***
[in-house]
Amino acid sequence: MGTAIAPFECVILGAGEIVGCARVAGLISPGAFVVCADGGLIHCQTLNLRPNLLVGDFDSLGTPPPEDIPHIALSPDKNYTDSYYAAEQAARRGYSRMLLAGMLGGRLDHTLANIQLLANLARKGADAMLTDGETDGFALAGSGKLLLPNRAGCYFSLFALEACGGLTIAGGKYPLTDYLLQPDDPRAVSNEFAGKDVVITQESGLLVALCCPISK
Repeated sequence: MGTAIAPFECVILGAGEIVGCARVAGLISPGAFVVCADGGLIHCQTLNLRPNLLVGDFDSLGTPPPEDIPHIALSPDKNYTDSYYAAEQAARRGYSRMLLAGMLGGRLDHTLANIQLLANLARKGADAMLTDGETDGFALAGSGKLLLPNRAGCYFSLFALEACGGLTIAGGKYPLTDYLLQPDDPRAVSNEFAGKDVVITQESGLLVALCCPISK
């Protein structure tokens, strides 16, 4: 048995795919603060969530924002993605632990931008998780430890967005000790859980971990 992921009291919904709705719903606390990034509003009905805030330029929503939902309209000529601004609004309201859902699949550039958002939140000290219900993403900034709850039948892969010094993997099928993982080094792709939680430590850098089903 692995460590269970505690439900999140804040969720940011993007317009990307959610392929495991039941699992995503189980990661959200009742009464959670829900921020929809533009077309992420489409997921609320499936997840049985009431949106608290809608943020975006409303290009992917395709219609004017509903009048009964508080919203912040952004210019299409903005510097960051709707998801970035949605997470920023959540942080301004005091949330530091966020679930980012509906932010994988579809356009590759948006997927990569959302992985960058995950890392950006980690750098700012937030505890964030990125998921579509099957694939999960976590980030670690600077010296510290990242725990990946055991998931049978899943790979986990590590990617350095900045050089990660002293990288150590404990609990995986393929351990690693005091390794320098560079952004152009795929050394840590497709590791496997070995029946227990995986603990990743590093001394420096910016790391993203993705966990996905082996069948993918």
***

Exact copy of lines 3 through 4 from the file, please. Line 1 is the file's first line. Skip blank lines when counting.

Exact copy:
Repeated sequence: MGTAIAPFECVILGAGEIVGCARVAGLISPGAFVVCADGGLIHCQTLNLRPNLLVGDFDSLGTPPPEDIPHIALSPDKNYTDSYYAAEQAARRGYSRMLLAGMLGGRLDHTLANIQLLANLARKGADAMLTDGETDGFALAGSGKLLLPNRAGCYFSLFALEACGGLTIAGGKYPLTDYLLQPDDPRAVSNEFAGKDVVITQESGLLVALCCPISK
């Protein structure tokens, strides 16, 4: 048995795919603060969530924002993605632990931008998780430890967005000790859980971990 992921009291919904709705719903606390990034509003009905805030330029929503939902309209000529601004609004309201859902699949550039958002939140000290219900993403900034709850039948892969010094993997099928993982080094792709939680430590850098089903 692995460590269970505690439900999140804040969720940011993007317009990307959610392929495991039941699992995503189980990661959200009742009464959670829900921020929809533009077309992420489409997921609320499936997840049985009431949106608290809608943020975006409303290009992917395709219609004017509903009048009964508080919203912040952004210019299409903005510097960051709707998801970035949605997470920023959540942080301004005091949330530091966020679930980012509906932010994988579809356009590759948006997927990569959302992985960058995950890392950006980690750098700012937030505890964030990125998921579509099957694939999960976590980030670690600077010296510290990242725990990946055991998931049978899943790979986990590590990617350095900045050089990660002293990288150590404990609990995986393929351990690693005091390794320098560079952004152009795929050394840590497709590791496997070995029946227990995986603990990743590093001394420096910016790391993203993705966990996905082996069948993918």